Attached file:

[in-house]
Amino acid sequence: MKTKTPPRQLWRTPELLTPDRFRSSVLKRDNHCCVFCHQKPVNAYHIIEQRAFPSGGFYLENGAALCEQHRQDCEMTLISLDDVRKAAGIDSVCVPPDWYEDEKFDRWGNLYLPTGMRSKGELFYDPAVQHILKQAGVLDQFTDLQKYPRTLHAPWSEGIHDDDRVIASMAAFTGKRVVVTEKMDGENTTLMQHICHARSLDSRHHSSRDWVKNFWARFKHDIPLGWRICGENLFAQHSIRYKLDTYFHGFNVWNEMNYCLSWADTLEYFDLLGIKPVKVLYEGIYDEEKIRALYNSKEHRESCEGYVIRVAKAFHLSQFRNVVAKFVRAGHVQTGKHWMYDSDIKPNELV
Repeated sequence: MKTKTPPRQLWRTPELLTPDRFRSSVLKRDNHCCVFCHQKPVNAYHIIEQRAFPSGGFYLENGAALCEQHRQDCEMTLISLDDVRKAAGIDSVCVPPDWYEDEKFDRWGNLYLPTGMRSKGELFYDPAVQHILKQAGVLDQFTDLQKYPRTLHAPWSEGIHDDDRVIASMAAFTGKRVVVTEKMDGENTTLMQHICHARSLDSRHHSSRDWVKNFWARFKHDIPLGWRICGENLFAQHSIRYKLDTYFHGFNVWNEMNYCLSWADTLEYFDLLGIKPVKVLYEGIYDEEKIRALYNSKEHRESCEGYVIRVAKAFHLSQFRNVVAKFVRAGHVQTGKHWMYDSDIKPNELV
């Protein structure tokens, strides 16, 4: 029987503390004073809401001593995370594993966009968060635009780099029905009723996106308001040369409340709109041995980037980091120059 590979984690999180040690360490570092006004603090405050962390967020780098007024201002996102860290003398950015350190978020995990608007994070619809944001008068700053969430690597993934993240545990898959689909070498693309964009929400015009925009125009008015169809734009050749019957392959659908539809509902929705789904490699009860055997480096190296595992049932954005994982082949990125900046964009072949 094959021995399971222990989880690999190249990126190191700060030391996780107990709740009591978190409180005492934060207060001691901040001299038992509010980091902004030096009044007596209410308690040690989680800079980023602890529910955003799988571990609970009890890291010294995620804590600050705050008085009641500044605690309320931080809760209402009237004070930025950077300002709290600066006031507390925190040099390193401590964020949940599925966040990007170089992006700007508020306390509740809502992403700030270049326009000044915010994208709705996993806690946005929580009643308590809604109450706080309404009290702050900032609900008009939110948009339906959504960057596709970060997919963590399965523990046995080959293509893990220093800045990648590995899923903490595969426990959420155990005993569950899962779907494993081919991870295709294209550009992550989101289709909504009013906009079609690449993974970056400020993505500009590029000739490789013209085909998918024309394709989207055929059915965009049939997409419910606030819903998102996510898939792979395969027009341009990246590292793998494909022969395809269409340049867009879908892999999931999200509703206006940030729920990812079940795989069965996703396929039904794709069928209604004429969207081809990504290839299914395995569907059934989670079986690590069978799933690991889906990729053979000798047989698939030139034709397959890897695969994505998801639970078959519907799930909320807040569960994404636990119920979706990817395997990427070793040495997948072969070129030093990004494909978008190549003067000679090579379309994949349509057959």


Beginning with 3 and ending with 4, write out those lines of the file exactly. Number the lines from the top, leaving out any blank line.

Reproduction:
Repeated sequence: MKTKTPPRQLWRTPELLTPDRFRSSVLKRDNHCCVFCHQKPVNAYHIIEQRAFPSGGFYLENGAALCEQHRQDCEMTLISLDDVRKAAGIDSVCVPPDWYEDEKFDRWGNLYLPTGMRSKGELFYDPAVQHILKQAGVLDQFTDLQKYPRTLHAPWSEGIHDDDRVIASMAAFTGKRVVVTEKMDGENTTLMQHICHARSLDSRHHSSRDWVKNFWARFKHDIPLGWRICGENLFAQHSIRYKLDTYFHGFNVWNEMNYCLSWADTLEYFDLLGIKPVKVLYEGIYDEEKIRALYNSKEHRESCEGYVIRVAKAFHLSQFRNVVAKFVRAGHVQTGKHWMYDSDIKPNELV
């Protein structure tokens, strides 16, 4: 029987503390004073809401001593995370594993966009968060635009780099029905009723996106308001040369409340709109041995980037980091120059 590979984690999180040690360490570092006004603090405050962390967020780098007024201002996102860290003398950015350190978020995990608007994070619809944001008068700053969430690597993934993240545990898959689909070498693309964009929400015009925009125009008015169809734009050749019957392959659908539809509902929705789904490699009860055997480096190296595992049932954005994982082949990125900046964009072949 094959021995399971222990989880690999190249990126190191700060030391996780107990709740009591978190409180005492934060207060001691901040001299038992509010980091902004030096009044007596209410308690040690989680800079980023602890529910955003799988571990609970009890890291010294995620804590600050705050008085009641500044605690309320931080809760209402009237004070930025950077300002709290600066006031507390925190040099390193401590964020949940599925966040990007170089992006700007508020306390509740809502992403700030270049326009000044915010994208709705996993806690946005929580009643308590809604109450706080309404009290702050900032609900008009939110948009339906959504960057596709970060997919963590399965523990046995080959293509893990220093800045990648590995899923903490595969426990959420155990005993569950899962779907494993081919991870295709294209550009992550989101289709909504009013906009079609690449993974970056400020993505500009590029000739490789013209085909998918024309394709989207055929059915965009049939997409419910606030819903998102996510898939792979395969027009341009990246590292793998494909022969395809269409340049867009879908892999999931999200509703206006940030729920990812079940795989069965996703396929039904794709069928209604004429969207081809990504290839299914395995569907059934989670079986690590069978799933690991889906990729053979000798047989698939030139034709397959890897695969994505998801639970078959519907799930909320807040569960994404636990119920979706990817395997990427070793040495997948072969070129030093990004494909978008190549003067000679090579379309994949349509057959």